No one knows the abject fear of running into a burning building. Unless he has done it.
No one feels the anguish of a mother who sees her baby daughter trapped behind a burning door. Unless she has seen it herself.
No one can explain the senseless loss of life that results from just one careless moment. There is no explanation.
No one knows the agony of a wife and mother who gets the telephone call late into the night that her husband and father to her children will never come home again. No one.
The Fireman’s Prayer was written under these circumstances.
Tradition has it that this prayer was a personal, agonized outpouring from a young fireman who had himself survived the flames, but had been powerless to save three helpless children from the awful death that engulfed them in smoke and flame, unable to escape an apartment fire. As he and his companions fell back in defeat and despair, the children succumbed: the windows had been fitted by the landlord with steel security bars. The firemen were unable to free the trapped children.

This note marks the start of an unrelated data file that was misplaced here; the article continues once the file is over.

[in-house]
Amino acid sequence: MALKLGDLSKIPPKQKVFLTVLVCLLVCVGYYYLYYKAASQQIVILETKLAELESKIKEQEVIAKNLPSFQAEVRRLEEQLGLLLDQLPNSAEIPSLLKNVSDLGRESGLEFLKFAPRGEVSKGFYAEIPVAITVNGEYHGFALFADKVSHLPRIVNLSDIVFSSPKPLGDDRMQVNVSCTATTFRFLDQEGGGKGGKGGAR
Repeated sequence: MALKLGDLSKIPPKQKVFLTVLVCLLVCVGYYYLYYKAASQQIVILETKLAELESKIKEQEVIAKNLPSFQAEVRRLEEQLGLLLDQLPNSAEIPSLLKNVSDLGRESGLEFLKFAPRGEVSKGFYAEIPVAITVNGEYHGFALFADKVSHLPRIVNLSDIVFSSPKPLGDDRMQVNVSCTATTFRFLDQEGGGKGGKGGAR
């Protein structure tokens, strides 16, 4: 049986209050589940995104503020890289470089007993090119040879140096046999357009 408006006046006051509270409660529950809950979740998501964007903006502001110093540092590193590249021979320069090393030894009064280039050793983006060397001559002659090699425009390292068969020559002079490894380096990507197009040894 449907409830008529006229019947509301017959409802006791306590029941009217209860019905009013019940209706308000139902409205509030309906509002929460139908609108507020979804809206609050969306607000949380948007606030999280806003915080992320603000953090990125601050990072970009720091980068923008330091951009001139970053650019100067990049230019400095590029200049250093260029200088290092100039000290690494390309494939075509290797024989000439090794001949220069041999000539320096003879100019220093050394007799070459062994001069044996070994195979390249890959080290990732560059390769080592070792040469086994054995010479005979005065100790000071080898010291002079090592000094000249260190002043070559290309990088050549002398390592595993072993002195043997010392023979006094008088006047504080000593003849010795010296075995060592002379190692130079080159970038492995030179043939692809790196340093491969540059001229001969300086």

In shock, anguish, and spiritual stupor, the fireman, A.W. “Smokey” Linn, penned this personal prayer, a plea to the Heavens to somehow make this moment right. And if not right, understandable. And if not understandable, bearable.
The Fireman’s Prayer is a prayer to unite communities, express love and devotion to family and friends, and to plead for the value of a soul before God Almighty. It is a Sacrament.
When I am called to duty, God,
Whenever flames may rage,
Give me the strength to save a life
Whatever be its age.
Help me to embrace a little child
Before it’s too late,
Or some older person
From the horror of that fate.
Enable me to be alert
And hear the weakest shout,
And quickly and efficiently
To put the fire out.
I want to fill my calling
And give the best in me,
To guard my neighbor
And protect his property.
And, if according to Your Will,
I have to lose my life,
Please bless with your protecting hand
My children and my wife.